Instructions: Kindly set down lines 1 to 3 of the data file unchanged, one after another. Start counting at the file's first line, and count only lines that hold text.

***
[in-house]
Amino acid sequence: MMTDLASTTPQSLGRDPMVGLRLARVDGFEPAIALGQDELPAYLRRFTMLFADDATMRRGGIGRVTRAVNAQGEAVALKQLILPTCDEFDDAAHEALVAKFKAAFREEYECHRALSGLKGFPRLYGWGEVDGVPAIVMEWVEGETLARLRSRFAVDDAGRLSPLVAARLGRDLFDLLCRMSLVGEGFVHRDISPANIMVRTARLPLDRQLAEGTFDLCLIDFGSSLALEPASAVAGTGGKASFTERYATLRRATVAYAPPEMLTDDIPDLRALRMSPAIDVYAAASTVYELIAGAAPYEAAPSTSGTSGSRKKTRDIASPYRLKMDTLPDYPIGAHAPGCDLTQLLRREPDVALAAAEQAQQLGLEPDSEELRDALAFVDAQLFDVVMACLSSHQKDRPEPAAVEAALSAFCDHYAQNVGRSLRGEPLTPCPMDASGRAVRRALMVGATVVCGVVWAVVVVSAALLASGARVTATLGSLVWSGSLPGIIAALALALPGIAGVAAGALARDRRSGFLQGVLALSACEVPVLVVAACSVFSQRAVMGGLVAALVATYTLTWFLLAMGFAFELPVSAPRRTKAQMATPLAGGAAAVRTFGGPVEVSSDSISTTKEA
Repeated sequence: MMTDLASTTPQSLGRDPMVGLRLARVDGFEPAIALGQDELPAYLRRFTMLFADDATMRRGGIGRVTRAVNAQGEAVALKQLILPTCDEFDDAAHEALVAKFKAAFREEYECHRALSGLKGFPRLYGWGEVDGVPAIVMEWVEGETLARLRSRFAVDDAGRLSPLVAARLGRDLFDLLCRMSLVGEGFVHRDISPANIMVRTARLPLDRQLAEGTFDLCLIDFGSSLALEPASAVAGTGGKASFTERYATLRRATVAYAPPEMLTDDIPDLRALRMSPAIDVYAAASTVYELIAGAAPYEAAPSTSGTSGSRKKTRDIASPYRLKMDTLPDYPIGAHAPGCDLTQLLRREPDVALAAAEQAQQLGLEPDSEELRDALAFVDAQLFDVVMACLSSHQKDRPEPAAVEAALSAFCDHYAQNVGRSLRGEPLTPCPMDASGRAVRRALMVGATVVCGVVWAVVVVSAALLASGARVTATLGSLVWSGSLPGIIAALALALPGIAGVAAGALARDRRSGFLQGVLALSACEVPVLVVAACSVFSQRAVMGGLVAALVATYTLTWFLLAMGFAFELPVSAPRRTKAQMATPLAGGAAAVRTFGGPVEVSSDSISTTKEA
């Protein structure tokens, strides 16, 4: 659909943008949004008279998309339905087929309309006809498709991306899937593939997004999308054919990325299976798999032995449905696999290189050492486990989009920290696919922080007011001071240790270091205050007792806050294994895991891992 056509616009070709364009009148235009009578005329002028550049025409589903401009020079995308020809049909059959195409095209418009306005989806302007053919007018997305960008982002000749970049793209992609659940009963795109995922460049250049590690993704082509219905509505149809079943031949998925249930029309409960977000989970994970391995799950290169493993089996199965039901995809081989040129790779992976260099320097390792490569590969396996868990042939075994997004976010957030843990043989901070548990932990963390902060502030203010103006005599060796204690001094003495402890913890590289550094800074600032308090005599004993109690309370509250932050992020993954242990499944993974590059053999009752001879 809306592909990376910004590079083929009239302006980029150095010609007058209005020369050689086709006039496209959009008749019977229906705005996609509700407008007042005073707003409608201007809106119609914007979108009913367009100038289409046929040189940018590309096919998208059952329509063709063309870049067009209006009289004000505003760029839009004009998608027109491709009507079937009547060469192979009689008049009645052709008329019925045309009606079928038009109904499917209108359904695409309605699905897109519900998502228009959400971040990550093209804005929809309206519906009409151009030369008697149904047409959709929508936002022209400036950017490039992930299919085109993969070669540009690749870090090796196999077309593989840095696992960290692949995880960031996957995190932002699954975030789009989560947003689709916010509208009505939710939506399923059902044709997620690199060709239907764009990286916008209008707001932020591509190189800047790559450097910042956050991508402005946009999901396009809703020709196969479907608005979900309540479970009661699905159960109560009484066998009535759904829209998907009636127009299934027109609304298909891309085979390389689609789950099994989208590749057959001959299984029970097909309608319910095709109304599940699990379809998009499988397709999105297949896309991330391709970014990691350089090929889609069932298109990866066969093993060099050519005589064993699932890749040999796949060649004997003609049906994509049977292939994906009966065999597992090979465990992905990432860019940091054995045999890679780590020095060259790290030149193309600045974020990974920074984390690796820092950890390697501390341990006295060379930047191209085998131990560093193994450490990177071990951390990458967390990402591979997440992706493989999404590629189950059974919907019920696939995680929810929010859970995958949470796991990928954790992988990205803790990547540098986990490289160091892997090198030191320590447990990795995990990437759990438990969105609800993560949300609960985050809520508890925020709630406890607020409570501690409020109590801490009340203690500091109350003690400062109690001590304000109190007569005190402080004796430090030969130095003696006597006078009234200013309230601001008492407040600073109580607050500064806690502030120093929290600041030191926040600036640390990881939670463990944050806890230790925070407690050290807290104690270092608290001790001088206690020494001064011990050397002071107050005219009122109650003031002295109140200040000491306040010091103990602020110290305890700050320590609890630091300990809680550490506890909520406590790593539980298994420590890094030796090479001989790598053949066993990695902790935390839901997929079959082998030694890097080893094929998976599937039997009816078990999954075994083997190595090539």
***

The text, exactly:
[in-house]
Amino acid sequence: MMTDLASTTPQSLGRDPMVGLRLARVDGFEPAIALGQDELPAYLRRFTMLFADDATMRRGGIGRVTRAVNAQGEAVALKQLILPTCDEFDDAAHEALVAKFKAAFREEYECHRALSGLKGFPRLYGWGEVDGVPAIVMEWVEGETLARLRSRFAVDDAGRLSPLVAARLGRDLFDLLCRMSLVGEGFVHRDISPANIMVRTARLPLDRQLAEGTFDLCLIDFGSSLALEPASAVAGTGGKASFTERYATLRRATVAYAPPEMLTDDIPDLRALRMSPAIDVYAAASTVYELIAGAAPYEAAPSTSGTSGSRKKTRDIASPYRLKMDTLPDYPIGAHAPGCDLTQLLRREPDVALAAAEQAQQLGLEPDSEELRDALAFVDAQLFDVVMACLSSHQKDRPEPAAVEAALSAFCDHYAQNVGRSLRGEPLTPCPMDASGRAVRRALMVGATVVCGVVWAVVVVSAALLASGARVTATLGSLVWSGSLPGIIAALALALPGIAGVAAGALARDRRSGFLQGVLALSACEVPVLVVAACSVFSQRAVMGGLVAALVATYTLTWFLLAMGFAFELPVSAPRRTKAQMATPLAGGAAAVRTFGGPVEVSSDSISTTKEA
Repeated sequence: MMTDLASTTPQSLGRDPMVGLRLARVDGFEPAIALGQDELPAYLRRFTMLFADDATMRRGGIGRVTRAVNAQGEAVALKQLILPTCDEFDDAAHEALVAKFKAAFREEYECHRALSGLKGFPRLYGWGEVDGVPAIVMEWVEGETLARLRSRFAVDDAGRLSPLVAARLGRDLFDLLCRMSLVGEGFVHRDISPANIMVRTARLPLDRQLAEGTFDLCLIDFGSSLALEPASAVAGTGGKASFTERYATLRRATVAYAPPEMLTDDIPDLRALRMSPAIDVYAAASTVYELIAGAAPYEAAPSTSGTSGSRKKTRDIASPYRLKMDTLPDYPIGAHAPGCDLTQLLRREPDVALAAAEQAQQLGLEPDSEELRDALAFVDAQLFDVVMACLSSHQKDRPEPAAVEAALSAFCDHYAQNVGRSLRGEPLTPCPMDASGRAVRRALMVGATVVCGVVWAVVVVSAALLASGARVTATLGSLVWSGSLPGIIAALALALPGIAGVAAGALARDRRSGFLQGVLALSACEVPVLVVAACSVFSQRAVMGGLVAALVATYTLTWFLLAMGFAFELPVSAPRRTKAQMATPLAGGAAAVRTFGGPVEVSSDSISTTKEA